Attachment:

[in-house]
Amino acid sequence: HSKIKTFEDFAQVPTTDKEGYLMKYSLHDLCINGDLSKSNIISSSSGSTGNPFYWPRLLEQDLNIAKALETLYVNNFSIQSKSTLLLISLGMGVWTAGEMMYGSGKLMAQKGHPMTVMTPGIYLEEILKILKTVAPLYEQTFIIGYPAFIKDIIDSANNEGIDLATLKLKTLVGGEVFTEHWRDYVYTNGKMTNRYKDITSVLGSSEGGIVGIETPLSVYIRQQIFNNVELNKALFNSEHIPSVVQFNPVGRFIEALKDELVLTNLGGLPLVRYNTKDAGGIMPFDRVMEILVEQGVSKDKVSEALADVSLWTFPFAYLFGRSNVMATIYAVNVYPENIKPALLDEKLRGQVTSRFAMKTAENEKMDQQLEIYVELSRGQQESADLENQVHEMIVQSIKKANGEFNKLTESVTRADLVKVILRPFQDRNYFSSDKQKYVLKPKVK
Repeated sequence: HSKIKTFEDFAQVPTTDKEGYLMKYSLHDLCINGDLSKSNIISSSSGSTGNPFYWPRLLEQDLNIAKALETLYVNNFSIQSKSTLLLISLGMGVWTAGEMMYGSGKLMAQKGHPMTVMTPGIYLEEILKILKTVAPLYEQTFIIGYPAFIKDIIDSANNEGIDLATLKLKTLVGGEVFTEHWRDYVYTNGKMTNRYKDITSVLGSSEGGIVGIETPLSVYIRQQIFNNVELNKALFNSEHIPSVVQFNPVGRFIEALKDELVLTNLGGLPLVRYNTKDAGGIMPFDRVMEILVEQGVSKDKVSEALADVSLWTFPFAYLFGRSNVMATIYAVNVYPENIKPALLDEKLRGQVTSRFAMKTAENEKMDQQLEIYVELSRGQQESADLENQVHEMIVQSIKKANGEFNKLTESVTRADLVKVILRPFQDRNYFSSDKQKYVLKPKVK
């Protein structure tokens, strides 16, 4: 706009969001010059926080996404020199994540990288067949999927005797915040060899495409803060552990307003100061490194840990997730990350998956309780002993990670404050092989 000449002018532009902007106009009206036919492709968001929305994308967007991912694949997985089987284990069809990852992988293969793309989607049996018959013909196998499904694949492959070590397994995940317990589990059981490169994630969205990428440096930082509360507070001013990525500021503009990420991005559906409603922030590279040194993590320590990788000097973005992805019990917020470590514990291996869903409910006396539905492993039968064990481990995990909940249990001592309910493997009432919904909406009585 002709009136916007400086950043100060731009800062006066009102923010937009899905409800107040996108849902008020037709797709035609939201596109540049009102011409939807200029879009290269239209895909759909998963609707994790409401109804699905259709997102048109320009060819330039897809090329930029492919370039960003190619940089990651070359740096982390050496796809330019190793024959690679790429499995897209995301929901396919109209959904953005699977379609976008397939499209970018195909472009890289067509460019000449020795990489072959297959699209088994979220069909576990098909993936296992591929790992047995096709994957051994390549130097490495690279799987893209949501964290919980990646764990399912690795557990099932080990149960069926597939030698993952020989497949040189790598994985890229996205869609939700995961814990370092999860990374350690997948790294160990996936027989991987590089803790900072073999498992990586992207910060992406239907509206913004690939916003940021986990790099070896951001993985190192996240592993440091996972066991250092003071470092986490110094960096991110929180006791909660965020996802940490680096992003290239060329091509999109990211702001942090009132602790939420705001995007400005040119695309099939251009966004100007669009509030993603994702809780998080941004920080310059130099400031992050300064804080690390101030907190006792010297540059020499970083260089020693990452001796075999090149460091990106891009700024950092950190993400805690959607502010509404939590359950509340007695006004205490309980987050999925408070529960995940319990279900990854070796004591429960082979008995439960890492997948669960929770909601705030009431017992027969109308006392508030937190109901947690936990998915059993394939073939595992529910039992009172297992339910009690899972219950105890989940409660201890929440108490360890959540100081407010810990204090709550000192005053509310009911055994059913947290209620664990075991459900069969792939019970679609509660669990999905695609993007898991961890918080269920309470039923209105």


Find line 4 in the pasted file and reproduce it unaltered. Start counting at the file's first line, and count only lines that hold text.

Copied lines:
């Protein structure tokens, strides 16, 4: 706009969001010059926080996404020199994540990288067949999927005797915040060899495409803060552990307003100061490194840990997730990350998956309780002993990670404050092989 000449002018532009902007106009009206036919492709968001929305994308967007991912694949997985089987284990069809990852992988293969793309989607049996018959013909196998499904694949492959070590397994995940317990589990059981490169994630969205990428440096930082509360507070001013990525500021503009990420991005559906409603922030590279040194993590320590990788000097973005992805019990917020470590514990291996869903409910006396539905492993039968064990481990995990909940249990001592309910493997009432919904909406009585 002709009136916007400086950043100060731009800062006066009102923010937009899905409800107040996108849902008020037709797709035609939201596109540049009102011409939807200029879009290269239209895909759909998963609707994790409401109804699905259709997102048109320009060819330039897809090329930029492919370039960003190619940089990651070359740096982390050496796809330019190793024959690679790429499995897209995301929901396919109209959904953005699977379609976008397939499209970018195909472009890289067509460019000449020795990489072959297959699209088994979220069909576990098909993936296992591929790992047995096709994957051994390549130097490495690279799987893209949501964290919980990646764990399912690795557990099932080990149960069926597939030698993952020989497949040189790598994985890229996205869609939700995961814990370092999860990374350690997948790294160990996936027989991987590089803790900072073999498992990586992207910060992406239907509206913004690939916003940021986990790099070896951001993985190192996240592993440091996972066991250092003071470092986490110094960096991110929180006791909660965020996802940490680096992003290239060329091509999109990211702001942090009132602790939420705001995007400005040119695309099939251009966004100007669009509030993603994702809780998080941004920080310059130099400031992050300064804080690390101030907190006792010297540059020499970083260089020693990452001796075999090149460091990106891009700024950092950190993400805690959607502010509404939590359950509340007695006004205490309980987050999925408070529960995940319990279900990854070796004591429960082979008995439960890492997948669960929770909601705030009431017992027969109308006392508030937190109901947690936990998915059993394939073939595992529910039992009172297992339910009690899972219950105890989940409660201890929440108490360890959540100081407010810990204090709550000192005053509310009911055994059913947290209620664990075991459900069969792939019970679609509660669990999905695609993007898991961890918080269920309470039923209105």